"The idea of using whatever you have in the fridge means that you have no excuse, be it economic or time, not to attend to your sexual life," says says Sandra Magirena, a gynecologist and sexologist. "You can use cucumbers, bananas and carrots as vibrators, cooking oils as lubricants. This way, women can stimulate their erotic fantasies and have better orgasms. They stop being passive and become protagonists who dare to set up some kind of stage in their own house, by using whatever they have to imagine, to play without feeling embarrassed, just like children do."

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"Collateral Benefit": Could Putin's Launching A Failed War Make The World Better?

Consider the inverse of "collateral damage." Envision Russia's defeat and the triumph of a democratic coalition offers reflection on the most weighty sense of costs and benefits.

Photo of a doll representing Russian President Vladimir Putin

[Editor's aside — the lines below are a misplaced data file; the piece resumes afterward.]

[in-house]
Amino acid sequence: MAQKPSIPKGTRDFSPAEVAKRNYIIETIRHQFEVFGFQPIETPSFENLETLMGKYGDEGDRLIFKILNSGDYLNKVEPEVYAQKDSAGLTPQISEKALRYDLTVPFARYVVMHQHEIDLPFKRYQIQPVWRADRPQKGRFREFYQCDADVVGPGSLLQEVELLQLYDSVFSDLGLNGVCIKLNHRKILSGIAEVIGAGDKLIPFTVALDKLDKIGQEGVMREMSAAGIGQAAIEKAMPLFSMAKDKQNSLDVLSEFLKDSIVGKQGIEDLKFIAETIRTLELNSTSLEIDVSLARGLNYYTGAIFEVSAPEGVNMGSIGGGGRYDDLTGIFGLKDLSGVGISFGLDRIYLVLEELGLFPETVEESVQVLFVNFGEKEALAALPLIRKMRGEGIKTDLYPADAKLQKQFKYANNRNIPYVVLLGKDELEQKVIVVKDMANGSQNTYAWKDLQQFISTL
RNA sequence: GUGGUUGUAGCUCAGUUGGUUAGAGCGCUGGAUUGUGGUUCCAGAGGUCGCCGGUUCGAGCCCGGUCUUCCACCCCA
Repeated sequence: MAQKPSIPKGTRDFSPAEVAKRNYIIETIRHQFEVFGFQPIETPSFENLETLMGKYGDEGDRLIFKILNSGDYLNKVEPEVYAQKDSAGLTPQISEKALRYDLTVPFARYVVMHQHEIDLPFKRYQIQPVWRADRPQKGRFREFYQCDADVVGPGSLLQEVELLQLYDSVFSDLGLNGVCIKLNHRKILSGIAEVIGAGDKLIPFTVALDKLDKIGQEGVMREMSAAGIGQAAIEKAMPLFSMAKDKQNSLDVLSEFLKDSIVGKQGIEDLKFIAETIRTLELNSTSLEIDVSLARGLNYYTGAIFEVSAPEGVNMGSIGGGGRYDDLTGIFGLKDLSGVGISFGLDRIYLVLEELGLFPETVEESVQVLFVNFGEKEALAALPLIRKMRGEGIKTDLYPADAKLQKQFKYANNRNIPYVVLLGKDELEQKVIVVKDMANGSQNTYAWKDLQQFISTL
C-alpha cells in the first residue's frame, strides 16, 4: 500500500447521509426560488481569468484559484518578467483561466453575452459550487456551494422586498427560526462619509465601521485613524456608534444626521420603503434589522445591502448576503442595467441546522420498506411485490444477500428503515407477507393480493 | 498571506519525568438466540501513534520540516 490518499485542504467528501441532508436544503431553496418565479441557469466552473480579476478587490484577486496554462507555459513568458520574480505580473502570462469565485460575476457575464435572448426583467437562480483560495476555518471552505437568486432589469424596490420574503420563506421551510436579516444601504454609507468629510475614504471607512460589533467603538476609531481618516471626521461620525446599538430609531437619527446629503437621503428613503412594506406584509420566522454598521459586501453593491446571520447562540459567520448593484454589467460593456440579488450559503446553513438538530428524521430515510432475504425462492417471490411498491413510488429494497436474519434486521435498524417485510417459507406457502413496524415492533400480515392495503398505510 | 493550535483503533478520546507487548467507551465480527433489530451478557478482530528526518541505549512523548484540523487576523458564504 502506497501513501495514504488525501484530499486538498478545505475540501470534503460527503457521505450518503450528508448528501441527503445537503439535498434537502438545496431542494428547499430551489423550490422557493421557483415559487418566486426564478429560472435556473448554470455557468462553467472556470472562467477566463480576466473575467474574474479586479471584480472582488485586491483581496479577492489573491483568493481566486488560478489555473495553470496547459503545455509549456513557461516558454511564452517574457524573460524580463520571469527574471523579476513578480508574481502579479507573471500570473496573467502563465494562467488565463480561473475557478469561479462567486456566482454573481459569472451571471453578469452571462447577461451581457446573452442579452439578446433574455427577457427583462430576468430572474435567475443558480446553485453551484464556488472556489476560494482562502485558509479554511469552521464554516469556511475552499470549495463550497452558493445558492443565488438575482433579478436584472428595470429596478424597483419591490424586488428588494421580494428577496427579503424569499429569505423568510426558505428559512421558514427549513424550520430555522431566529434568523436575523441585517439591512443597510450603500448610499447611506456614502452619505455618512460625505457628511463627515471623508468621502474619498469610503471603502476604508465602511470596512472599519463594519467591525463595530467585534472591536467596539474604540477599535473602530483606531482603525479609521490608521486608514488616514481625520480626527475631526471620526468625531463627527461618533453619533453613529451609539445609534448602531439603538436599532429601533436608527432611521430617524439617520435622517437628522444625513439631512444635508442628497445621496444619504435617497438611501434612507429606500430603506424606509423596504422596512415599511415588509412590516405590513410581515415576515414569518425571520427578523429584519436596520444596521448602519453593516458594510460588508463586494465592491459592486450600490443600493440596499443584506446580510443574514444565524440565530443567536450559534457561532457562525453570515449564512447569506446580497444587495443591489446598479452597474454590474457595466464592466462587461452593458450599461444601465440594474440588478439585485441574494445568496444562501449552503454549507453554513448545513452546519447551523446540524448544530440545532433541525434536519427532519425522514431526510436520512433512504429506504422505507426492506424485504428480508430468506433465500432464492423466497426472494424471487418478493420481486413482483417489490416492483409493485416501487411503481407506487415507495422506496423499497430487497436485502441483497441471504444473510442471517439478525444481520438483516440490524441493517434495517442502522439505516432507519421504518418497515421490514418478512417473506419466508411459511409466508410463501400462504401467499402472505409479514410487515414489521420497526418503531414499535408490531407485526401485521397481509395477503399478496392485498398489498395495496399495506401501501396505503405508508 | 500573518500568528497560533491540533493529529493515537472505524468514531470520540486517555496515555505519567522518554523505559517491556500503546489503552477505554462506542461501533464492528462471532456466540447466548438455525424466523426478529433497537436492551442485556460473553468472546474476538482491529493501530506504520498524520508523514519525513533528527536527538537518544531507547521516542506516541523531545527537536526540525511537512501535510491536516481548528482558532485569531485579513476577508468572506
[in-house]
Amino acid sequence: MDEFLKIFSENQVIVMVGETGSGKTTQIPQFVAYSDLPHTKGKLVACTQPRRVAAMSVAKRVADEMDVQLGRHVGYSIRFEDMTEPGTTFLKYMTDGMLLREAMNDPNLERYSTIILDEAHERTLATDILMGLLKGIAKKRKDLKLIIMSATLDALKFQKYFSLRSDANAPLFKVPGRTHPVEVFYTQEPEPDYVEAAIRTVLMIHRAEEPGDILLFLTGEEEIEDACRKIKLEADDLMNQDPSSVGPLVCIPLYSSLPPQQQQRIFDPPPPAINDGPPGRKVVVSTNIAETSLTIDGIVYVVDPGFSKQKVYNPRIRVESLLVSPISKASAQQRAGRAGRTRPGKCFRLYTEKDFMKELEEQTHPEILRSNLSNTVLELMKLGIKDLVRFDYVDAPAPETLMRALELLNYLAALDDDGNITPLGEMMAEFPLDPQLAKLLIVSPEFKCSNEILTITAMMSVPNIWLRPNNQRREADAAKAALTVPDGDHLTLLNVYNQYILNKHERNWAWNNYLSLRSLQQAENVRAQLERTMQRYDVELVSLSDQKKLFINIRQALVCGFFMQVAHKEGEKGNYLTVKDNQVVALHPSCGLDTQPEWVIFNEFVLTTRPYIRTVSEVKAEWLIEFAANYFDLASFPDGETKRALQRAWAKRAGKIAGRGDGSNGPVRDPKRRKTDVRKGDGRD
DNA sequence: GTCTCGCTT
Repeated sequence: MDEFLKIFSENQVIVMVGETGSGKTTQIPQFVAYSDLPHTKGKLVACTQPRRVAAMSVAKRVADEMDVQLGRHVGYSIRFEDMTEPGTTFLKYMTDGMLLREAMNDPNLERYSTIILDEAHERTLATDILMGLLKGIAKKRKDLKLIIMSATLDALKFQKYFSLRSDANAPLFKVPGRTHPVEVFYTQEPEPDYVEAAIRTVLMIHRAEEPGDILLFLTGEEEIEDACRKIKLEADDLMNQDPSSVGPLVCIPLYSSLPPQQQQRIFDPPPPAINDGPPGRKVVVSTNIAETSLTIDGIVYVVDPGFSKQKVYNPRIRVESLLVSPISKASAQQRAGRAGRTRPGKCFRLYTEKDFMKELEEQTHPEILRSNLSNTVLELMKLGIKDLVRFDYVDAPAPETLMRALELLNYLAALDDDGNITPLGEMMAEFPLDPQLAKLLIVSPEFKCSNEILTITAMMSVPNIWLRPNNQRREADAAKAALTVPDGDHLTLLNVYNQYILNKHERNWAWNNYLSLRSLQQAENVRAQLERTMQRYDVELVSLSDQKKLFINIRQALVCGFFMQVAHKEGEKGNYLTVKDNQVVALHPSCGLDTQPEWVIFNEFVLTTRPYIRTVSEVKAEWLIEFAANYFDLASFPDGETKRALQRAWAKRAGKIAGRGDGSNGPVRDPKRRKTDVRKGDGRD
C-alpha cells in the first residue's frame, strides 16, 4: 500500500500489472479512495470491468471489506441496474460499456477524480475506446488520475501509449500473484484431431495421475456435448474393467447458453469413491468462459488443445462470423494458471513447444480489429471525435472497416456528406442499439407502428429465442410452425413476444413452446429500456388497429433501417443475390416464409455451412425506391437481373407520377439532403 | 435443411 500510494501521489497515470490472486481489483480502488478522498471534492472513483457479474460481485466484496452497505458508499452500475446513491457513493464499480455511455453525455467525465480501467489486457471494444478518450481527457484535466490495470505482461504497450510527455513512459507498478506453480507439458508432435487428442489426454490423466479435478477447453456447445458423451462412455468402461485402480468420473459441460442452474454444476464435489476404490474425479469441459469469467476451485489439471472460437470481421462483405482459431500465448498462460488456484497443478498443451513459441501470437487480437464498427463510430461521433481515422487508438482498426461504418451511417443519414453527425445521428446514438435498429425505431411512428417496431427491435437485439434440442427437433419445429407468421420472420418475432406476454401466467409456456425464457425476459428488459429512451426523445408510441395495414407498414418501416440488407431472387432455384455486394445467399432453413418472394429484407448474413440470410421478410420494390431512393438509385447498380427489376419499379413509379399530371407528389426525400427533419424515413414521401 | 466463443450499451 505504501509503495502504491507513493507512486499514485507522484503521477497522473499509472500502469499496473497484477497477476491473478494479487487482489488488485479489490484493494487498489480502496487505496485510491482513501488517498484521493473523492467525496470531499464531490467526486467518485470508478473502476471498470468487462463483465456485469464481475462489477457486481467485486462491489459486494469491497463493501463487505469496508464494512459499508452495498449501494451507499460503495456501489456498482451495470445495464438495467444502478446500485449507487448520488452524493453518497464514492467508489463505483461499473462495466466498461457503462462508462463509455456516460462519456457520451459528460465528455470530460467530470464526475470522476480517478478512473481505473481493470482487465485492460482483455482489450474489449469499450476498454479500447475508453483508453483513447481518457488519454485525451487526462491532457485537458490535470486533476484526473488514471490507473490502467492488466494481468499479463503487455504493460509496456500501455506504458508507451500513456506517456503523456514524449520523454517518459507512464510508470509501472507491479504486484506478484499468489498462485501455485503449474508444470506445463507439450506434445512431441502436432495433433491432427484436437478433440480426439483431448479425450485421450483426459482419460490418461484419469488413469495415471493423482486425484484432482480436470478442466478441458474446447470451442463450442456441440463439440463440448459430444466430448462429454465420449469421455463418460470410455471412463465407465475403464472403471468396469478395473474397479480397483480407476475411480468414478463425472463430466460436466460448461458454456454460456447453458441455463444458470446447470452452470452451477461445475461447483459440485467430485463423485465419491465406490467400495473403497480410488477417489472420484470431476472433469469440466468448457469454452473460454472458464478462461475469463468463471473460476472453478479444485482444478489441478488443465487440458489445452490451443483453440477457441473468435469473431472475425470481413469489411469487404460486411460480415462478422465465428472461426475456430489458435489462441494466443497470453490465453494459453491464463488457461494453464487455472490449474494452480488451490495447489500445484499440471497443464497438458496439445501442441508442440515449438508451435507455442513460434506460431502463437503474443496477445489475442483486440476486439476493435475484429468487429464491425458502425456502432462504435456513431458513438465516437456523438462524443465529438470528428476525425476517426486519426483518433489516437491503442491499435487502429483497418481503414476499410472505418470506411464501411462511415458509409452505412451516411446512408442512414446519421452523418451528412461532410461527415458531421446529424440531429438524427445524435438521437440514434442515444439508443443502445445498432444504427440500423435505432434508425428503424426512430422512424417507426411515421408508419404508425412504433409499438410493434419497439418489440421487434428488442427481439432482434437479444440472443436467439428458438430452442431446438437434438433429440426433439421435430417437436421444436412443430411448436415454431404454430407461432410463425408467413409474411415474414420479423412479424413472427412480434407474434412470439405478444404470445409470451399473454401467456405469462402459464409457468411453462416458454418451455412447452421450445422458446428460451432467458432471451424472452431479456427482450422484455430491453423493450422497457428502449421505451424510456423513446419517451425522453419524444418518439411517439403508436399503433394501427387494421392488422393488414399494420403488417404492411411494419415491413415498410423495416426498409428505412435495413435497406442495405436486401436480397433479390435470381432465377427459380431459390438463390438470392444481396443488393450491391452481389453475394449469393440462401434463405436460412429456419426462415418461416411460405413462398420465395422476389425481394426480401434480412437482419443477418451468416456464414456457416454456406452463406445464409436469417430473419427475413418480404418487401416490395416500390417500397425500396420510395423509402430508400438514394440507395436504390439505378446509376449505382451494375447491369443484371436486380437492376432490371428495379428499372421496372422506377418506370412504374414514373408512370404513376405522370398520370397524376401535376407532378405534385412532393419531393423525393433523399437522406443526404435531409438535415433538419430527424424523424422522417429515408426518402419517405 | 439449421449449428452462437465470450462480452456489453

Demonstrators holding a doll with a picture of Russian President Putin

Dominique Moïsi


PARIS — The concept of collateral damage has developed in the course of so-called "asymmetrical” wars, fought between opponents considered unequal.

The U.S. drone which targeted rebel fighters in Afghanistan, and annihilated an entire family gathered for a wedding, appears to be the perfect example of collateral damage: a doubtful military gain, and a certain political cost. One might also consider the American bombing of Normandy towns around June 6, 1944 as collateral damage.

But is it possible to reverse the expression, and speak of "collateral benefits"? When applied to an armed conflict, the expression may seem shocking.

No one benefits from a war, which leaves in its trace a trail of dead, wounded and displaced people, destroyed cities or children brutally torn from their parents.

And yet the notion of "collateral benefits" is particularly applicable to the war that has been raging in Ukraine for almost a year.